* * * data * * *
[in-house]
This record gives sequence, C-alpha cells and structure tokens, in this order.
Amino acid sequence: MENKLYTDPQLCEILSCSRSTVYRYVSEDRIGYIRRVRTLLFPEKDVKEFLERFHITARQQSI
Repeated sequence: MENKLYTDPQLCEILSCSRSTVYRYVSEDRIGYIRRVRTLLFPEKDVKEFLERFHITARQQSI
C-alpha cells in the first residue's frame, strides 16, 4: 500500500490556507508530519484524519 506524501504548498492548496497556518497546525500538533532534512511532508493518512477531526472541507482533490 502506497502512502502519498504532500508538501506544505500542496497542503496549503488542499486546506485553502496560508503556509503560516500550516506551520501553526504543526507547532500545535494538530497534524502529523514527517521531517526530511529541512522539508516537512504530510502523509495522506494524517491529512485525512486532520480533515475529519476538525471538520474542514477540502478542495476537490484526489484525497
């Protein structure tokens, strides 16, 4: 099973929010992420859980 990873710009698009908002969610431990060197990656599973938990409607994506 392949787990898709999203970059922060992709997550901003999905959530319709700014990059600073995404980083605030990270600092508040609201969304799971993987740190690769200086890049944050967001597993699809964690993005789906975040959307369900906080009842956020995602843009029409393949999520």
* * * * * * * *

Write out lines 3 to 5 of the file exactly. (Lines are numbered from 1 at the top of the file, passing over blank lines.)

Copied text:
Amino acid sequence: MENKLYTDPQLCEILSCSRSTVYRYVSEDRIGYIRRVRTLLFPEKDVKEFLERFHITARQQSI
Repeated sequence: MENKLYTDPQLCEILSCSRSTVYRYVSEDRIGYIRRVRTLLFPEKDVKEFLERFHITARQQSI
C-alpha cells in the first residue's frame, strides 16, 4: 500500500490556507508530519484524519 506524501504548498492548496497556518497546525500538533532534512511532508493518512477531526472541507482533490 502506497502512502502519498504532500508538501506544505500542496497542503496549503488542499486546506485553502496560508503556509503560516500550516506551520501553526504543526507547532500545535494538530497534524502529523514527517521531517526530511529541512522539508516537512504530510502523509495522506494524517491529512485525512486532520480533515475529519476538525471538520474542514477540502478542495476537490484526489484525497